What does pity have to do with Easter or our Scripture reading from Paul?  Well, according to Paul, if some people are right, then those who have struggled to follow Christ are to be pitied above anyone else.  Evidently there is an ongoing debate in the church of Corinth.  The debate centers around resurrection.  For those of us gathered here this morning, I would think that at least 75% of us, if not 100% of us are here because we believe that there is no question about the resurrection.  However, in the early church there was quite a debate.  We have to understand the culture of the time and the heritage of the people.  Among the early Jewish Christians there would have been those who were influenced by Pharisaic tradition and others from Sadusaic tradition.  Those who had been influenced that the Pharisees in their understanding would have believed in the possibility of the resurrection of the body…the Sadducees did not.  When you add the new Gentile Christians into the mix—whose Greco-Roman influence would have them considering resurrection from completely impossible to something that might happen once-in-a-while in isolated incidents, but for whom the idea of a general resurrection of the dead was completely foreign.
Paul, though, asserts that there can be no question about the resurrection of the dead.  It seemed that the Corinthians wanted to accept and go with the resurrection of Christ as a given fact, but wanted to debate as to whether or not anyone else would be resurrected.  Paul says if you question the resurrection of the dead, if you want to suggest that God won’t raise the dead, then you have to include Jesus in that mix—in other words, no resurrection means no resurrection, including Christ.  And if this is the case, if there is no resurrection of Christ, and therefore no resurrection of any of the rest of us, then, Paul says, “we are of all people most to be pitied.”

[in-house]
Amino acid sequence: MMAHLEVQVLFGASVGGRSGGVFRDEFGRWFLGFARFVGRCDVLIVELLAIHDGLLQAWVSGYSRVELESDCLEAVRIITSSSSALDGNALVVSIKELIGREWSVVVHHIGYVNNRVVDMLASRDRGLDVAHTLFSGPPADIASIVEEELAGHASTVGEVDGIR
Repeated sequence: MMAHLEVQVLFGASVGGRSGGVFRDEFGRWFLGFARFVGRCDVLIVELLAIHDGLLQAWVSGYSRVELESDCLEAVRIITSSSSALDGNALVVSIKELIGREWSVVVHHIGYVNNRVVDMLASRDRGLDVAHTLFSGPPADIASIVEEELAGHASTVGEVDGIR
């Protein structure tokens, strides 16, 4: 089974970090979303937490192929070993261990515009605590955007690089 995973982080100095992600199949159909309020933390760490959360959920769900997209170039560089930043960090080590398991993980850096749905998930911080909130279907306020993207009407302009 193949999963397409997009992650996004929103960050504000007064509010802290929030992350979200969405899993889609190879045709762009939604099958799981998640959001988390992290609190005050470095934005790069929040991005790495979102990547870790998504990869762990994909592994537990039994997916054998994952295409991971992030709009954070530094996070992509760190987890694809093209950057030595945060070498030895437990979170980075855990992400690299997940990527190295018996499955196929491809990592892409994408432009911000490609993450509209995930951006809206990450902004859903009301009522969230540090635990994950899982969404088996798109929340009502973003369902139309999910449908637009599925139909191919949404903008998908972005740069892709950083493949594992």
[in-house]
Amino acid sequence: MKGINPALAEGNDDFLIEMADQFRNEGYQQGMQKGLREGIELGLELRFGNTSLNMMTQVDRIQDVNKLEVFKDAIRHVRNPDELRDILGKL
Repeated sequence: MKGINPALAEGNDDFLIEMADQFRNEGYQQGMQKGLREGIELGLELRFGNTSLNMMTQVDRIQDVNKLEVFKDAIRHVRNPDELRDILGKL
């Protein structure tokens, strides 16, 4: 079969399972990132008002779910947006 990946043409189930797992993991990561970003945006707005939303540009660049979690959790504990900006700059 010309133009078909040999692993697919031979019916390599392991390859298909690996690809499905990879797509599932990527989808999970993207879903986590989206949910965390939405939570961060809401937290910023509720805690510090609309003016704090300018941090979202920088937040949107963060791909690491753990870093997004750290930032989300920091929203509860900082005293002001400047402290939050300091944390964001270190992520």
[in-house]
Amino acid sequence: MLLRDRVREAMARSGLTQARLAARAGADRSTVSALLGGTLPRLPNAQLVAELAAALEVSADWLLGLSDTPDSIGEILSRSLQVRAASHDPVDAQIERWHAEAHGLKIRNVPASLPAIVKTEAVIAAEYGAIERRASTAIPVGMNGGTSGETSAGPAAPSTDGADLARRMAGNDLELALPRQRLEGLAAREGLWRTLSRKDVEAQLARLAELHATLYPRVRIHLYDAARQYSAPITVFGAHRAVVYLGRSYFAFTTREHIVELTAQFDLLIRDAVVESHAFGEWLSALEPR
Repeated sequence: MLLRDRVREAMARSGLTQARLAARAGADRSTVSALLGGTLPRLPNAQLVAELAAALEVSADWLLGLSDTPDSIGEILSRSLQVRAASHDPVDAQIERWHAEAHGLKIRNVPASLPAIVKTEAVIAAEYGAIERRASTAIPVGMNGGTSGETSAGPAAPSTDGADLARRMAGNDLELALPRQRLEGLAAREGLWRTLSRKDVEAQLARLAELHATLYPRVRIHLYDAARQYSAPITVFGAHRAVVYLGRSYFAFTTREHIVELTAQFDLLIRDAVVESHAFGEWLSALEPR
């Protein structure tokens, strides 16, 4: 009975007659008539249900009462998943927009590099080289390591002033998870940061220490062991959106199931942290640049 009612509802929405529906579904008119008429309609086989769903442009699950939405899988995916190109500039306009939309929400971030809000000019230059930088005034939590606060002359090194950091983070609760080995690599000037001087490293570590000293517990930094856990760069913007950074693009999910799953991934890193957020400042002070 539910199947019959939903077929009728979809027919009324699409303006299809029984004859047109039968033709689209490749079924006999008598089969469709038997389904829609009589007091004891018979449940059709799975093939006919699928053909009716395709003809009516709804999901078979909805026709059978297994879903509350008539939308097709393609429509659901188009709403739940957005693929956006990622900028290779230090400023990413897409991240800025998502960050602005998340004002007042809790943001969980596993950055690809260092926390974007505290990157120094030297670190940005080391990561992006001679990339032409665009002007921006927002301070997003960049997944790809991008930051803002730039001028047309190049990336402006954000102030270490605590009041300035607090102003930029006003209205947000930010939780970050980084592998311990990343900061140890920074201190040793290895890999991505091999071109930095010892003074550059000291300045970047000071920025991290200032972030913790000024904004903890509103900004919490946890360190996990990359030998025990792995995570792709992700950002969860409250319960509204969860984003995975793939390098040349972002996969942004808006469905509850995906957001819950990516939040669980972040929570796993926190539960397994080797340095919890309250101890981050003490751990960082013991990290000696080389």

Paul says, if you want to feel sorry for someone, if there is no resurrection—if Christ has not been raised from the dead, then you better feel sorry for all of us! 
Why?
Feel sorry for us because if there is no resurrection then, since we have been saying that God raised Christ from the dead, we are misrepresenting God…and if there is one person you do not want to misrepresent, it is God, He will hold us accountable.
Feel sorry for us because without the resurrection everything we have believed has been a lie, a joke, it means nothing…it’s like learning that the free trip you won will really cost you as you add in taxes, insurance, security deposits, tips, and any other fee that those giving you the free trip want to add in…
Feel sorry for us because without the resurrection we are still trapped in our sins…without the resurrection the cross means nothing for without the resurrection Jesus was just some fanatical man with a few teachings that foolishly allowed himself to be killed and it has no redemptive power for us what so ever, and we are still completely estranged from God…